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Whidbey Island Nourishes continues work to keep children fed | NOTABLE
One Saturday a volunteer read a note left by a child at a Whidbey Island Nourishes (WIN) vending machine. It read: “Thank you so much for the yummy oranges. Fruit is expensive, so I don’t get it a lot, but it makes me feel good to eat healthy food. Thank you. PS: The banana bread is super good!”
The youth had drawn a heart at the end of the note.
WIN founder Mary Fisher said that the comment box is an eye-opener for her and the small army of dedicated volunteers who make and distribute lunches to hungry South Whidbey School District children through its Backpack Program and through a free, healthy-food vending machine at the South Whidbey Commons in Langley.
“It is always nice when we get a note saying that a family is doing better and no longer needs our assistance,” Fisher said.
“But that is always tempered by those who get added to our weekly lunch tallies,” she added.
Homelessness is one issue that comes up often for the group.
Fisher said when people are struggling with issues surrounding shelter it means that food is precarious, as well.
In a recent recap of WIN’s activities, Fisher included the latest statistics on South Whidbey families who are known to be struggling with various issues of homelessness, whether it’s living in a shelter, a car, with friends or relatives, on someone’s couch or who is unsheltered altogether. The numbers were given to her by the Readiness to Learn Foundation, a nonprofit which provides coordinated services for children and families in Island County and the Stanwood area. The statistics are compiled from RTL’s county-wide McKinney-Vento consortium data.
Since April on South Whidbey it was reported that there are 23 unaccompanied youths, 73 youths who are homeless in the district, 39 homeless persons “doubled up” or living with relatives, friends or not in their own houses, 17 persons living in a shelter and 16 living unsheltered altogether.
The spring has been a very busy time for WIN, Fisher said, with many lunches made to keep up with demand.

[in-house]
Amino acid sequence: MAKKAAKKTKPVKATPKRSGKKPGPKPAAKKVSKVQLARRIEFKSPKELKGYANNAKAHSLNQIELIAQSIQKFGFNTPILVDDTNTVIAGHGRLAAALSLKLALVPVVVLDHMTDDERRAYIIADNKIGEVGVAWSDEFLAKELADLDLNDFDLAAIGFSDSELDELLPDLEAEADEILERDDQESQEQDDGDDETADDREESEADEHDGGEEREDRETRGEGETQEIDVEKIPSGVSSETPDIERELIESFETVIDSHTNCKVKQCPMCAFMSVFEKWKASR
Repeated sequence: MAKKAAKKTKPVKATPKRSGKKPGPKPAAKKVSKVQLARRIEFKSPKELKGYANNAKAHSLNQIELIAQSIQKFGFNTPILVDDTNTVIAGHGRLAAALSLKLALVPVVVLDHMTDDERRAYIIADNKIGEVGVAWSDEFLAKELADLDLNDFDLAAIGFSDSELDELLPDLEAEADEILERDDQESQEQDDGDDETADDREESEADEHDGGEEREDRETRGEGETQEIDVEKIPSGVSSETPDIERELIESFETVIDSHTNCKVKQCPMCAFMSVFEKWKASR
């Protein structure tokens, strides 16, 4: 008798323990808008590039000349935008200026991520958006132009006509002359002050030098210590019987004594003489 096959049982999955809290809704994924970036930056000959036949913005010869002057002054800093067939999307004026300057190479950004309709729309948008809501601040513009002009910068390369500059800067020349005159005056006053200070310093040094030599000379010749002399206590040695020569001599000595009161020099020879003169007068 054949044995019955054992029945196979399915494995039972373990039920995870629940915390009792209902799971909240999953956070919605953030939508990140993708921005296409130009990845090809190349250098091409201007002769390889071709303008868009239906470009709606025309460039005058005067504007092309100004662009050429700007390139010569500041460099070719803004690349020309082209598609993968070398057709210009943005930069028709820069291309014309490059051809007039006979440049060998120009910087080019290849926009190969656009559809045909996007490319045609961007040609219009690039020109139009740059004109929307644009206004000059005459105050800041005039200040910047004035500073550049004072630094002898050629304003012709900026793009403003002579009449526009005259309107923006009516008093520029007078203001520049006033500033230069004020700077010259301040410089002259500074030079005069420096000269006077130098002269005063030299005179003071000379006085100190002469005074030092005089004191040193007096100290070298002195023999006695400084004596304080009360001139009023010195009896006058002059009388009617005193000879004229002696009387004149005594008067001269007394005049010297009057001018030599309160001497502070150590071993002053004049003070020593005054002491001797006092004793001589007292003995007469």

The program and its outreach has been so successful that other communities are inquiring about the WIN model.
“Recently we assisted the Northshore PTA group to start a feeding program and they are already up and running with a beginning program they have dubbed Community Kitchen,” Fisher said.
The Chimmicum School District on the Olympic Peninsula may also be getting a helping hand from Elizabeth Felt, a minister in Port Ludlow who is a resident of Freeland and who recently had a guided tour of WIN’s kitchens and vending machine to see how the system works. The plan in Port Ludlow is for a couple of churches to team together to provide meals for children in the summer.
“We think this sort of education of other areas wanting to replicate our program is one of the best ways we can help children and raise awareness about the importance of consistent good nutrition for children’s development,” Fisher said.
A new local partner to WIN is the Unitarian Universalist Church of Whidbey Island and volunteers there have been making burritos and banana bread for the vending machines and backpacks. They will also make and distribute lunches for the Whidbey Island Garden Tour June 23, a fundraiser for WIN and for which it is taking orders on its website, www.whidbeyislandnourishes.org.
WIN’s biggest fundraiser of the year is its Veggisimo garden tour. This year’s tour is Saturday, Aug. 4 at the Clinton home and garden of local artist Georgia Gerber and musician Randy Hudson. And look for information about WIN’s summer feeding program at the parks coming up in the Record.
— Patricia Duff